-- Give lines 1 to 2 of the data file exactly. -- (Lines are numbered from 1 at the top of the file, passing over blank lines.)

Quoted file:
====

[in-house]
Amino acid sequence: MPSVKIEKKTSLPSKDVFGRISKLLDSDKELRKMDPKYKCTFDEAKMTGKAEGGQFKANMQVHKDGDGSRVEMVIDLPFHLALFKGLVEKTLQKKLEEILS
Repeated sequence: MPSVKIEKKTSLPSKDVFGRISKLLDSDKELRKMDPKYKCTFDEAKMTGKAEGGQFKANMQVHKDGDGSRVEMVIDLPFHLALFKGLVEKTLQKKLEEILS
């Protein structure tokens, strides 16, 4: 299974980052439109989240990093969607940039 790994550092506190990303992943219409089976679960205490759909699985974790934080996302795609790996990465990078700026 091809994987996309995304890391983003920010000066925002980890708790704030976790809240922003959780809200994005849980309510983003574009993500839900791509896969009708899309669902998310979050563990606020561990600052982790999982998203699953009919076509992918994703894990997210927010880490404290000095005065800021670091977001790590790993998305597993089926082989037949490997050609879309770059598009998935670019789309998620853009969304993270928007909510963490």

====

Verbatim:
[in-house]
Amino acid sequence: MPSVKIEKKTSLPSKDVFGRISKLLDSDKELRKMDPKYKCTFDEAKMTGKAEGGQFKANMQVHKDGDGSRVEMVIDLPFHLALFKGLVEKTLQKKLEEILS